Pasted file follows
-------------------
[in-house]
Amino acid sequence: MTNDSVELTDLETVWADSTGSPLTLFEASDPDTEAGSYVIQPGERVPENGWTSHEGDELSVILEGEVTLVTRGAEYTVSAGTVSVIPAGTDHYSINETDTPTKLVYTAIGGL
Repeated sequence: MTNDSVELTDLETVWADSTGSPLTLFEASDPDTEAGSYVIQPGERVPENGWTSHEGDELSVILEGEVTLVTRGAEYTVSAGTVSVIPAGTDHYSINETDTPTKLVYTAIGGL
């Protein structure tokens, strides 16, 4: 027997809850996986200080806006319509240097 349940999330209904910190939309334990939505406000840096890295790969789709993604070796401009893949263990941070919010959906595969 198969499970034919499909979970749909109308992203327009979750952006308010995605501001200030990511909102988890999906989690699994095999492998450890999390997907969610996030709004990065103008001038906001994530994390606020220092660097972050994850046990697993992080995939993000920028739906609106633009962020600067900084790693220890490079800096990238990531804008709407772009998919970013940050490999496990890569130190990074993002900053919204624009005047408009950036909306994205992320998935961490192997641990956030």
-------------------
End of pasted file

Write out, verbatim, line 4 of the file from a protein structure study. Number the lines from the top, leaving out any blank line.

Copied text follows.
């Protein structure tokens, strides 16, 4: 027997809850996986200080806006319509240097 349940999330209904910190939309334990939505406000840096890295790969789709993604070796401009893949263990941070919010959906595969 198969499970034919499909979970749909109308992203327009979750952006308010995605501001200030990511909102988890999906989690699994095999492998450890999390997907969610996030709004990065103008001038906001994530994390606020220092660097972050994850046990697993992080995939993000920028739906609106633009962020600067900084790693220890490079800096990238990531804008709407772009998919970013940050490999496990890569130190990074993002900053919204624009005047408009950036909306994205992320998935961490192997641990956030």